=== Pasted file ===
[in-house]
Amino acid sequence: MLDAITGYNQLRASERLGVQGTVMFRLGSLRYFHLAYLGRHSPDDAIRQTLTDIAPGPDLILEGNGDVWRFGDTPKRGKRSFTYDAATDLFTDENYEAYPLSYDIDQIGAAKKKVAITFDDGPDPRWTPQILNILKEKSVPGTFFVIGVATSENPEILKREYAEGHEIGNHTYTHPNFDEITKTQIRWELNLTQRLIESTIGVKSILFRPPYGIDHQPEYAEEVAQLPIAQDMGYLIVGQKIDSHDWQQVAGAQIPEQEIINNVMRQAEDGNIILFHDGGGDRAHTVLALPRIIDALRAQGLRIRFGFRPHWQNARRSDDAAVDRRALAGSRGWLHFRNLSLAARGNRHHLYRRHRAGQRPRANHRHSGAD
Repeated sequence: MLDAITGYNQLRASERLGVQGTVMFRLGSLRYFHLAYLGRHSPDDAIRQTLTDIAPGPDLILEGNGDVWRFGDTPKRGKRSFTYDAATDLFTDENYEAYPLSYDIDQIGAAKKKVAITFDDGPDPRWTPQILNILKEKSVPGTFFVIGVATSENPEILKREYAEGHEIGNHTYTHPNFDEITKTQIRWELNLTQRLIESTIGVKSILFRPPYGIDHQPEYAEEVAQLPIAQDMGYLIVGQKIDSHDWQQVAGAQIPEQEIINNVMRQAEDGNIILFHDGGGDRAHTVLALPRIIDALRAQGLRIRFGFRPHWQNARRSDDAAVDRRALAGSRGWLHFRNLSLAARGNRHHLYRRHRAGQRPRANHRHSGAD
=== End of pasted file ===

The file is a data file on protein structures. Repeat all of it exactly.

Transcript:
[in-house]
Amino acid sequence: MLDAITGYNQLRASERLGVQGTVMFRLGSLRYFHLAYLGRHSPDDAIRQTLTDIAPGPDLILEGNGDVWRFGDTPKRGKRSFTYDAATDLFTDENYEAYPLSYDIDQIGAAKKKVAITFDDGPDPRWTPQILNILKEKSVPGTFFVIGVATSENPEILKREYAEGHEIGNHTYTHPNFDEITKTQIRWELNLTQRLIESTIGVKSILFRPPYGIDHQPEYAEEVAQLPIAQDMGYLIVGQKIDSHDWQQVAGAQIPEQEIINNVMRQAEDGNIILFHDGGGDRAHTVLALPRIIDALRAQGLRIRFGFRPHWQNARRSDDAAVDRRALAGSRGWLHFRNLSLAARGNRHHLYRRHRAGQRPRANHRHSGAD
Repeated sequence: MLDAITGYNQLRASERLGVQGTVMFRLGSLRYFHLAYLGRHSPDDAIRQTLTDIAPGPDLILEGNGDVWRFGDTPKRGKRSFTYDAATDLFTDENYEAYPLSYDIDQIGAAKKKVAITFDDGPDPRWTPQILNILKEKSVPGTFFVIGVATSENPEILKREYAEGHEIGNHTYTHPNFDEITKTQIRWELNLTQRLIESTIGVKSILFRPPYGIDHQPEYAEEVAQLPIAQDMGYLIVGQKIDSHDWQQVAGAQIPEQEIINNVMRQAEDGNIILFHDGGGDRAHTVLALPRIIDALRAQGLRIRFGFRPHWQNARRSDDAAVDRRALAGSRGWLHFRNLSLAARGNRHHLYRRHRAGQRPRANHRHSGAD